Screening of fascinating and rarely seen documentary and private film footage that tells the journeys of Irish people between Ireland and Manchester from the 1930s to the 1980s. Drawn from the collections of the Northwest Film Archive at MMU, this collection of short films from a variety of sources, offers a unique view into the history, heritage, landscapes and social life of Ireland and the Irish, at work and at play, in the mid-twentieth century. 6:30pm Sunday 5 June. Irish World Heritage Centre, 1 Irish Town Way, Cheetham M8 0RY. £3 / £1.50 12+ / BOOKING RECOMMENDED
Stick your oar in
As part of Minecrafting in Salford, an ambitious new project which is inviting men living in communities along the Bridgewater Canal to utilise their skills and creativity to build a ‘Starvationer’ boat, like those once used in the Duke of Bridgewater’s coal mines that led to the development of the canal back in 1761. The project was developed by Salford City Council’s regeneration team in response to research that found that isolation and loneliness is more common in the UK in older men than women. The group are now inviting anyone wanting to be part of this project to this companion workshop. Participants will spend the day learning wood-crafting skills and making a paddle which they can take away with them. All levels of experience welcome. 10am- 3pm Wednesday 8 June. Duke’s Drive Country Park, off Parrin Lane, Monton, Salford M30 8AP. FREE / BOOKING ESSENTIAL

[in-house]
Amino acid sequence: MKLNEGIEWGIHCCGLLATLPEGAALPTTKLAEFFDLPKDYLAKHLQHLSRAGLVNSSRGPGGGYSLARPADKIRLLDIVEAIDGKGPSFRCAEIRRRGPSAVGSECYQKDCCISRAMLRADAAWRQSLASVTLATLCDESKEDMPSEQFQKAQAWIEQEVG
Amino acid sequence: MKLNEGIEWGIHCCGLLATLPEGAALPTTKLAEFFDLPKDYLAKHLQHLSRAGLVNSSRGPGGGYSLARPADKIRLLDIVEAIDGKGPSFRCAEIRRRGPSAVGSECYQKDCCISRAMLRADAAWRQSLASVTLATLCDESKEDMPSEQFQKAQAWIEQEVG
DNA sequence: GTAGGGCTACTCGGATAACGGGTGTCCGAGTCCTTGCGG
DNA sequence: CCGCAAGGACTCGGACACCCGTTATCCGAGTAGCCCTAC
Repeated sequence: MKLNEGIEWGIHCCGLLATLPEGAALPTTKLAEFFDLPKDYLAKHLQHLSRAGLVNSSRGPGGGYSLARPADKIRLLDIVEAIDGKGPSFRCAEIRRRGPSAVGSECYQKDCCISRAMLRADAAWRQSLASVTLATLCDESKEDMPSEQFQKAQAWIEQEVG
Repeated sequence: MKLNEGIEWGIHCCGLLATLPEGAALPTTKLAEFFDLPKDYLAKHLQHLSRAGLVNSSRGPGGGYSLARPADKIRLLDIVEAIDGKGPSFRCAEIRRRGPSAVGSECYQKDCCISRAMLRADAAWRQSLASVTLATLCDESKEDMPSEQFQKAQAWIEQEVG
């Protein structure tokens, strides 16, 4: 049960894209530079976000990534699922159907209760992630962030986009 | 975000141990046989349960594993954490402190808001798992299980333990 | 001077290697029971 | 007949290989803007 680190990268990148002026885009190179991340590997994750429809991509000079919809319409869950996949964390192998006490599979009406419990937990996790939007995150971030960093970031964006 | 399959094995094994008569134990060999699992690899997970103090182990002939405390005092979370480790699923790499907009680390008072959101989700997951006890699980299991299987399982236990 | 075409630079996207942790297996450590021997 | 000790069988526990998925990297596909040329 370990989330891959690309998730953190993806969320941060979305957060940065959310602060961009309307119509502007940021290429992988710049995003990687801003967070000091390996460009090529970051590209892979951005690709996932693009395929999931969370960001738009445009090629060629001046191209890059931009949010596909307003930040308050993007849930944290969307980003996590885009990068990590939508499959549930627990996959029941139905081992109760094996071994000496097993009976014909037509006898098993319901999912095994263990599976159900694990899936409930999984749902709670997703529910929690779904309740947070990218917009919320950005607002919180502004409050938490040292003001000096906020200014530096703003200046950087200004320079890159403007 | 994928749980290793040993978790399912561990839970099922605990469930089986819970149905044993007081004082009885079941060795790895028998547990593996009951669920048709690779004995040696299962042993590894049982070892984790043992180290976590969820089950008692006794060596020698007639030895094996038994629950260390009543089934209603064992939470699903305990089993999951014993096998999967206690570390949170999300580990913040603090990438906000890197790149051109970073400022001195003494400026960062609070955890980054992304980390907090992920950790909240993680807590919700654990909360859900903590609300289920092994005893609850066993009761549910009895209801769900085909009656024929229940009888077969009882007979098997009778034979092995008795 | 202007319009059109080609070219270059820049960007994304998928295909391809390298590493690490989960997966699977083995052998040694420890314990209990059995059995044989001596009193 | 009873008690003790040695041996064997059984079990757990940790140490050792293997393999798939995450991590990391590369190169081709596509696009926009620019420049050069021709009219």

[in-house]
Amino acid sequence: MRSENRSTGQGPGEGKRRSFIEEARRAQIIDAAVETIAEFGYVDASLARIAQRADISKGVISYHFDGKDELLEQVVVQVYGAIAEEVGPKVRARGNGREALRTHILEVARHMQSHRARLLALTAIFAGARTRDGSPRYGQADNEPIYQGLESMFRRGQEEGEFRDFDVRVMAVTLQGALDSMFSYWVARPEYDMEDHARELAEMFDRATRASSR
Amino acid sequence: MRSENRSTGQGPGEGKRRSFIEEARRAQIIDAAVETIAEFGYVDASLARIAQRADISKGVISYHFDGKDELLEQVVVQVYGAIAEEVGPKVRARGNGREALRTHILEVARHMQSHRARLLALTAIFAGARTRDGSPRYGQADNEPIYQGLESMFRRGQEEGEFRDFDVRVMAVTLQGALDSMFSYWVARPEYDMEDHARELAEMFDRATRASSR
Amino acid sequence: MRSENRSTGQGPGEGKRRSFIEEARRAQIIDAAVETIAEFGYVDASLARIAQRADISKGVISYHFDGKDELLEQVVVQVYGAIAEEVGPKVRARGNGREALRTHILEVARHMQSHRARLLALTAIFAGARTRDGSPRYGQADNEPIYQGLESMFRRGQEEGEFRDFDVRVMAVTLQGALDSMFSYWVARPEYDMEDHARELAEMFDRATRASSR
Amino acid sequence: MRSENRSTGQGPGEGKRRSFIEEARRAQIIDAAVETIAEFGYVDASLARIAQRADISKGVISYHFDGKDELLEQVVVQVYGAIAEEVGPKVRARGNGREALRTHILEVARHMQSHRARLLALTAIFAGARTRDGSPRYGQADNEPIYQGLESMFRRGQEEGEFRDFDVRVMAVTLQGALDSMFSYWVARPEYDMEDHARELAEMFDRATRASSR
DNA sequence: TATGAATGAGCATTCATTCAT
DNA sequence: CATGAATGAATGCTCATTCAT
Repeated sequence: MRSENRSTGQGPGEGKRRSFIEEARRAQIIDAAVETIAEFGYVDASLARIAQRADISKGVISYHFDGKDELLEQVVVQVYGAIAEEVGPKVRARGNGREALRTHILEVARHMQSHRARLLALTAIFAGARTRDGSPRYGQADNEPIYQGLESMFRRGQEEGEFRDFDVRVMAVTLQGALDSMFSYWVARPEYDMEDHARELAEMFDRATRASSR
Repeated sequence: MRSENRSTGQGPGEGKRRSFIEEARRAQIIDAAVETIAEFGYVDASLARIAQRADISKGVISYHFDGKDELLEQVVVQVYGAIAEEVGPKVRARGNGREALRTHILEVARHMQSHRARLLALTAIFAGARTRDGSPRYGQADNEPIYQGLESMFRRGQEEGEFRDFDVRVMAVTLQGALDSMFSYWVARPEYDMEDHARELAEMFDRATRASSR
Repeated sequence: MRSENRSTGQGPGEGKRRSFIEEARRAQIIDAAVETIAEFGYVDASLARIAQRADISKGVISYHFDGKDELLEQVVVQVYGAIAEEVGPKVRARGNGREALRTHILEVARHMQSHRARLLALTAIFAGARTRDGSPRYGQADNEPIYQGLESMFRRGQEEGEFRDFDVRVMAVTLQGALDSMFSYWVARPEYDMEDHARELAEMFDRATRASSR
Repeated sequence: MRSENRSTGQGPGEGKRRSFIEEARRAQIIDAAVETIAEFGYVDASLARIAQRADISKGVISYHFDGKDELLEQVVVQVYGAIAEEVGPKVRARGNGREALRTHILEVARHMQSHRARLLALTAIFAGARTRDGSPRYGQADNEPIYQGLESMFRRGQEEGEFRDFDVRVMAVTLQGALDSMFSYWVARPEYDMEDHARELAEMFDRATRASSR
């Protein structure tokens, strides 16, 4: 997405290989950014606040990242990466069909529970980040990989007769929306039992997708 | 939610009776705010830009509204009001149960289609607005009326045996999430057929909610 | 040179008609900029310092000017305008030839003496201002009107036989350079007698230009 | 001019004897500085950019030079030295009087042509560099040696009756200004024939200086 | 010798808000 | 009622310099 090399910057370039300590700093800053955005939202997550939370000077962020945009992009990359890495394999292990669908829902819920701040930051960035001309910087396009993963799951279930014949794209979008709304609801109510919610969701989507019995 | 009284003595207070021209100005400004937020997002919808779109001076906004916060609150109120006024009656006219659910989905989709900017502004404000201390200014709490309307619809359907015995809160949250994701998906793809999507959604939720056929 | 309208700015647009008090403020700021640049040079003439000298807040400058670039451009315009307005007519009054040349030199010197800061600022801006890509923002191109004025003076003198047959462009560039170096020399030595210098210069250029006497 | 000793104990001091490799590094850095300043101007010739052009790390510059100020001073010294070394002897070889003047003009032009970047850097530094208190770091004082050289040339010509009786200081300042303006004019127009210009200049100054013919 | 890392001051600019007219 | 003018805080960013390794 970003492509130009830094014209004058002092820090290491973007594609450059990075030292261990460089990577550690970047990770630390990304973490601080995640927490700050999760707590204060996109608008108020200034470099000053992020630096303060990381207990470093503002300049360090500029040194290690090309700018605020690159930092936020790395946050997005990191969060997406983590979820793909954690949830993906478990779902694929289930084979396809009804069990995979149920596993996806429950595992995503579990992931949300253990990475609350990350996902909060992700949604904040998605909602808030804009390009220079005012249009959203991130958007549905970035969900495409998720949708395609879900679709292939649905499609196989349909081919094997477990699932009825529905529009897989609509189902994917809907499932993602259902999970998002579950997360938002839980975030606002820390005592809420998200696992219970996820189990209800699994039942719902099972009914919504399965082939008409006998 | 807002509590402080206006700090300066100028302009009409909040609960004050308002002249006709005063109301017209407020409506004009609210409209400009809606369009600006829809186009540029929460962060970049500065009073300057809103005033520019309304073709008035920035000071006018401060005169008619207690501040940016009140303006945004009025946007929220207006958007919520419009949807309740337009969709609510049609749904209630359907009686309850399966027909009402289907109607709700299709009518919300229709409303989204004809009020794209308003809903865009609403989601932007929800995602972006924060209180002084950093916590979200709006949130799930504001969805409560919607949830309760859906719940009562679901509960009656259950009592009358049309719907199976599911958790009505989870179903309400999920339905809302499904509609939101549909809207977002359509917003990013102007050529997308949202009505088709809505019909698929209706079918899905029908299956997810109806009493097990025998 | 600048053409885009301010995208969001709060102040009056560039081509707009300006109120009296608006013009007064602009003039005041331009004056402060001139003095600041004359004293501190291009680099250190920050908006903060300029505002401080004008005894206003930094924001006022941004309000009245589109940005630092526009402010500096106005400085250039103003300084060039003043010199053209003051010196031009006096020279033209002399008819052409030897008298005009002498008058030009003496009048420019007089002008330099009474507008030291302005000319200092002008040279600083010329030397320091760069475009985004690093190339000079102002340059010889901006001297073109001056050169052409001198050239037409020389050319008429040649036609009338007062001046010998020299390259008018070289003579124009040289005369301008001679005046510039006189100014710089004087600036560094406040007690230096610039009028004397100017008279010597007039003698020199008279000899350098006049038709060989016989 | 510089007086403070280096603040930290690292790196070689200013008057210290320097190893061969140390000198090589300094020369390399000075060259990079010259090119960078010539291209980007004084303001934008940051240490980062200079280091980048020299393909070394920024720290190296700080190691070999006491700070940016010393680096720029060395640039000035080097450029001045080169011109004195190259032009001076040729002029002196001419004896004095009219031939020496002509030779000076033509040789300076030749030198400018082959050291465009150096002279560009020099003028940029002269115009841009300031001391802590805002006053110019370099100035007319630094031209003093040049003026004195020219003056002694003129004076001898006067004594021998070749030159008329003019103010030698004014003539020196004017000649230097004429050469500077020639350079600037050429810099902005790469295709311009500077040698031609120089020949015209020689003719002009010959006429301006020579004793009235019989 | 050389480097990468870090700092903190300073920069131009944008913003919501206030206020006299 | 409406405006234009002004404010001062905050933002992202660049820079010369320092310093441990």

WoManchester Cycle Tour
A six-mile guided cycle tour visiting sites associated with the six women shortlisted for a new statue as part of the WoManchester Project (Elizabeth Raffald, Elizabeth Gaskell, Margaret Ashton, Emmeline Pankhurst, Ellen Wilkinson, and Louise Da-Cocodia). Hear stories and song about these women who made significant contributions in Manchester and beyond. 11am-2pm Sunday 12 June. Meet outside Manchester Town Hall, Albert Square M60 2LA. £10 / BOOKING RECOMMENDED